Midfield Police Department

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The Midfield Police Department is the public safety and law enforcement arm of the City of Midfield.

The department was founded as a volunteer force shortly after the city was incorporated in 1953. with a temporary station behind Williams Hardware. Steelworker Curt Kuykendall volunteered as chief initially, with Henry Holmes succeeding him as the first paid chief.

In 1955 James W. Morris took over as chief and kept an office at Midfield City Hall while operations moved into a renovated building on the opposite corner of Woodward Road and Midfield Street. At that time that force consisted of 4 full-time trained officers and a warden supervising the 6-bunk Midfield City Jail. Morris soon expanded his force into a combined police and firefighting department, using the same trained officers to cover shifts and supplementing them with volunteer firefighters when the need arose. An automated telephone system alerted all officers and volunteers of emergencies. By 1968 the department maintained a fleet of two fire trucks, two police patrol cars and a motorcycle. One of the two police cars was replaced each year.

When Midfield was brought under the Personnel Board of Jefferson County in 1971, the city was forced hire police officers separately from firefighters. Morris continued to lead both departments as Midfield's Public Safety Director. When a new City Hall was completed, the older building was converted into a new police and fire station. In 1979 the city made the Midfield Fire Department a separate entity and hired a new full-time fire chief. Morris stayed on as chief of police. The department moved to another new City Hall, in the former Alabama State Highway Patrol station on Bessemer Highway, in 1981.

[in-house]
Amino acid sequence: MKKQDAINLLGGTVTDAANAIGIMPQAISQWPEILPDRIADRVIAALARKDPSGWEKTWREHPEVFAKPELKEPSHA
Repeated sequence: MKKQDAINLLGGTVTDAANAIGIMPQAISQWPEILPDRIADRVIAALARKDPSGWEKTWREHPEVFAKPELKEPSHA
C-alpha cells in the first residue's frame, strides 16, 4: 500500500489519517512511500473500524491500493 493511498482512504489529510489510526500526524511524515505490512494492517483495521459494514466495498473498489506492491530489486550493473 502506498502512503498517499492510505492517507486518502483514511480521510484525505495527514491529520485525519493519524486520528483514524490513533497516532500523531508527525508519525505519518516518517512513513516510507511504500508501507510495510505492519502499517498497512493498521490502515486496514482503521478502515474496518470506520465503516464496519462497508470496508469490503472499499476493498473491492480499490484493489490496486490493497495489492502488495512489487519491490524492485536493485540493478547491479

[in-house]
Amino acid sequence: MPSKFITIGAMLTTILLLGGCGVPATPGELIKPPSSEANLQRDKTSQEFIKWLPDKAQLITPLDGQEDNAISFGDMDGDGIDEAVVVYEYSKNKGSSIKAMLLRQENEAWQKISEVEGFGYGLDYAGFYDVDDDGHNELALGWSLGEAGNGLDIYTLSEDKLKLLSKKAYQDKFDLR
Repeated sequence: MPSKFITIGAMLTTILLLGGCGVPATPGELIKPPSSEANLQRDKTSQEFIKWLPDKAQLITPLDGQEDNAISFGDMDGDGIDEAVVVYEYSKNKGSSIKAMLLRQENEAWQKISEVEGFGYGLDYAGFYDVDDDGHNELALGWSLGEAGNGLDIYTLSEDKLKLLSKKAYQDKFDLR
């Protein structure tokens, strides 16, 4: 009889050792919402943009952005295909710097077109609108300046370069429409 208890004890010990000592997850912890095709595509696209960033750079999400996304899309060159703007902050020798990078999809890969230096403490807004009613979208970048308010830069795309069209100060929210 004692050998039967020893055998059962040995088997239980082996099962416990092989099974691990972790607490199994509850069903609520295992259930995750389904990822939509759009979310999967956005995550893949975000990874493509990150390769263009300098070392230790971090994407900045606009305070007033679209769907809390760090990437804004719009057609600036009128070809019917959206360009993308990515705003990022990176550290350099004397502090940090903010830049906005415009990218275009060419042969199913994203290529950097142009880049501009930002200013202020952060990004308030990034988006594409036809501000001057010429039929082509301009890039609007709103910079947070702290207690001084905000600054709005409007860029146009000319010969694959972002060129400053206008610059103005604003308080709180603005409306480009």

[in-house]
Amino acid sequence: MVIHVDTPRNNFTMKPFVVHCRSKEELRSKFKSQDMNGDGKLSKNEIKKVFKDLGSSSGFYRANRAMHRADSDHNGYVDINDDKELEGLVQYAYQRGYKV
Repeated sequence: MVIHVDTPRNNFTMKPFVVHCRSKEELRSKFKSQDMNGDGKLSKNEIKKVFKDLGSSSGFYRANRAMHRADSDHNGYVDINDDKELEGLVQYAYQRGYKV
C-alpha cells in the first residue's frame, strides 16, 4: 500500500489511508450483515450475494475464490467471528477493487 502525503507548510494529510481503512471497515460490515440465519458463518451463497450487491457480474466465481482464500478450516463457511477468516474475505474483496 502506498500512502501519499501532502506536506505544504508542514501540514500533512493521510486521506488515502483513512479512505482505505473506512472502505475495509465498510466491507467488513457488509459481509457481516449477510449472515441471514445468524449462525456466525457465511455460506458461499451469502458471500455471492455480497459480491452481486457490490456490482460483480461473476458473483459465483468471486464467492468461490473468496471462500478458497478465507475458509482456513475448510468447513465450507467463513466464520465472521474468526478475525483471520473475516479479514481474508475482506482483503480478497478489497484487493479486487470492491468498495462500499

In 1983 Midfield decided to re-combine their police and fire departments under one Midfield Department of Public Safety. Morris resumed leadership of the combined department until his retirement on September 30, 1989. At that time, police and firefighting functions were again divided into separate departments.

Dudley had served only a year as chief after the retirement of Ron White. At the time, the city was contemplating dissolving its police force and becoming part of the Jefferson County Sheriff's Office jurisdiction. Dudley had already applied for a transfer to the Hueytown Police Department when Midfield mayor Gary Richardson convinced him to stay on as chief.



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